Suhumaran was also made to buy a scissor lift, but one made specifically for motorcycles. The lift can elevate the entire motorcycle to a comfortable level (waist to chest height) for the mechanic to work on while standing straight. Costing more than RM6,000, the lift is a much welcome addition to his shop, though it is not yet a direct contributor to any increase in revenue. “I can stand straight up and need not bend down so much. It is less tiring and there is no back pain. But I need help in handling a computer,” he said, adding that the balance of the RM50,000 loan was used to purchase a display rack to jazz up the appearance of his shop, as well as to order more spare parts.
“With Atom, I can breathe a bit easier now as I can manage my cash flow better. The repayment terms are also good,” said the owner of Kedai Motor Om Ganapathy.
Making an impact
According to Ravindran, one common thread running through Tukar (Transformasi Kedai Runcit or Small Retailer Transformation Programme) and Atom is that both are quite structured and systematic. “We know that some shopowners are struggling, while some do very well, but we can do better if things are more structured. For example, daily stock tracking is a discipline that we would like to instill in our shopkeepers. We did this for Tukar, and we are now trying to push this same discipline onto the Atom recipients.”
So, can Pemandu declare Atom a success? “Anecdotally, yes. From our turun padang (meet-the-people) sessions, we gather that the situation is good, and that the people are happy. But just like Tukar, we need hard data so that we can be satisfied ourselves,” said Ravindran, who is not above conducting the occasional spot check himself.
Atom is one of the projects touted as being capable of delivering visible results within a short time, as epitomised by Pemandu’s adoption of the “Big Fast Results Methodology” (pemandu.gov.my/gtp/Big_Fast_Result-@-Big_Fast_Results.aspx).
“As Pemandu CEO Datuk Idris Jala had said, you just have to keep going, and learn as you go, and cannot wait for all the hard data to come in. No doubt, you will make some mistakes along the way,” said Ravindran in recounting the trials and missteps when rolling out Tukar. Of course, some of the hard-learned lessons came in handy when unveiling Atom, which he said would eventually see a structured automotive workshop sector.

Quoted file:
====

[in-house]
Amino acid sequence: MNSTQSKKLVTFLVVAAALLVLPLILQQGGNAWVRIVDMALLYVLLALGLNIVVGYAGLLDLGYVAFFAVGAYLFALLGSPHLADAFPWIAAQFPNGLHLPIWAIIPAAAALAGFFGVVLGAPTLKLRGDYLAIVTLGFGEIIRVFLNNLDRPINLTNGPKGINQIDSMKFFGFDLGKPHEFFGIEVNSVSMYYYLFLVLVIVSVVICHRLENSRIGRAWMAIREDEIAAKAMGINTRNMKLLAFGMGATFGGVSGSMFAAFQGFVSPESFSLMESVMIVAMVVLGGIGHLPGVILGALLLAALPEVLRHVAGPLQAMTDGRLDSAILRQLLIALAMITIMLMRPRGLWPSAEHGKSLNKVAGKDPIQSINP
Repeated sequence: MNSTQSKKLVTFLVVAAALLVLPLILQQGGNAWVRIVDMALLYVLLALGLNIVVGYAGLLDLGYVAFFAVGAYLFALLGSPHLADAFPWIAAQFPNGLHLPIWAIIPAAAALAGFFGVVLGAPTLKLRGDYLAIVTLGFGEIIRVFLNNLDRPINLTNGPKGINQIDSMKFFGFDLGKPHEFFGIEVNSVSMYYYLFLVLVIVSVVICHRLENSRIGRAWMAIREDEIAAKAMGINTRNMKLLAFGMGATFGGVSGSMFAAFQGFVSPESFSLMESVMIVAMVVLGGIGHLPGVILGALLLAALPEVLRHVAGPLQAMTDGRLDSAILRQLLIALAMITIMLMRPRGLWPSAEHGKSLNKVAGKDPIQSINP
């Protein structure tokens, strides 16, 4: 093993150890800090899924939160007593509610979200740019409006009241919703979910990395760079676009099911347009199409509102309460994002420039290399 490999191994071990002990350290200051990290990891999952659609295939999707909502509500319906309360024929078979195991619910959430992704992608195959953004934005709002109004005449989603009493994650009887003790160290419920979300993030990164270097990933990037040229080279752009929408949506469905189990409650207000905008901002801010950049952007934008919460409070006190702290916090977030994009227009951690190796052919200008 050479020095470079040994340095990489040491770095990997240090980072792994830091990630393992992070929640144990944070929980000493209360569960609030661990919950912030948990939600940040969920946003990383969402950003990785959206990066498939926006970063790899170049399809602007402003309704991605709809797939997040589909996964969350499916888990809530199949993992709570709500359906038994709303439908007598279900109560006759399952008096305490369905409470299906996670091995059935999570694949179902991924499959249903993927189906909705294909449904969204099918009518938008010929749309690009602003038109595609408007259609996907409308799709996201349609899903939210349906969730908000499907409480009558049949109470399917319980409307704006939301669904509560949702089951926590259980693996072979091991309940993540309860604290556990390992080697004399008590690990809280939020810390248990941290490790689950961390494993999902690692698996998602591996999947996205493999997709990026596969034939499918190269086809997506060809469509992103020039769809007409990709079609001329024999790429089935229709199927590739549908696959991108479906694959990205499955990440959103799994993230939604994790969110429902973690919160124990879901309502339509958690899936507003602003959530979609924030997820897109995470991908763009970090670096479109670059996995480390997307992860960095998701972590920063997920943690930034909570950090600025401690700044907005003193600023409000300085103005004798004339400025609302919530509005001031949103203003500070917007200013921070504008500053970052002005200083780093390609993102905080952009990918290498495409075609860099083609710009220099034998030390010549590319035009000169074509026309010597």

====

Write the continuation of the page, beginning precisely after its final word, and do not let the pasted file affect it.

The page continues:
While the number of participating workshops is encouraging, Pemandu would like to see a more balanced racial composition of Atom recipients, which is currently Malay-dominated (close to 80%). It is now roping in co-operatives to help address this imbalance, especially those that are traditionally more closely identified with the respective Indian and Chinese communities. For the former, it will be Suria, while the latter can liase with Koperasi Jayadiri Malaysia (Kojadi). Other co-operatives that have been called on board include Koperasi Pembangunan Usahasama Masyarakat Maju Sabah, Koperasi Jaringan Sepadu Malaysia (Kojaris), and Koperasi Automobil Kuching Sarawak.
“These co-operatives are also given the capacity to appoint their own consultants to assist workshop owners who are less comfortable with dealing directly with the Government. This is a 10-year programme which has to go on until 2020, and it is the first time it has been done anywhere in the world,” said Ravindran.
Whatever the misgivings and teething problems, Atom recipients are often its fiercest advocates and defenders. Surhan, who had complained about the equipment purchase recommendation by his consultant, said he is now ready to share his experience and knowledge with other fledgling workshops so that they too can taste success.
“Initially, I did not know anything about Atom and was just randomly trying my luck asking for loans from all possible sources. Atom has proven to be a great programme, but I hope that the Government will not just stop at giving out loans. We also need help in other aspects, such as business management and marketing.”
For millions of motorists resigned to stepping into cluttered workshops and dealing with mechanics in greasy overalls, there is now reason to hope that things will change for the better. The only question is whether the pace of change will be to everyone’s satisfaction. For starters, it is heartening to note that the automotive service industry itself seems convinced that it too has to get some Big Fast Results.
Atom programme: Servicing workshops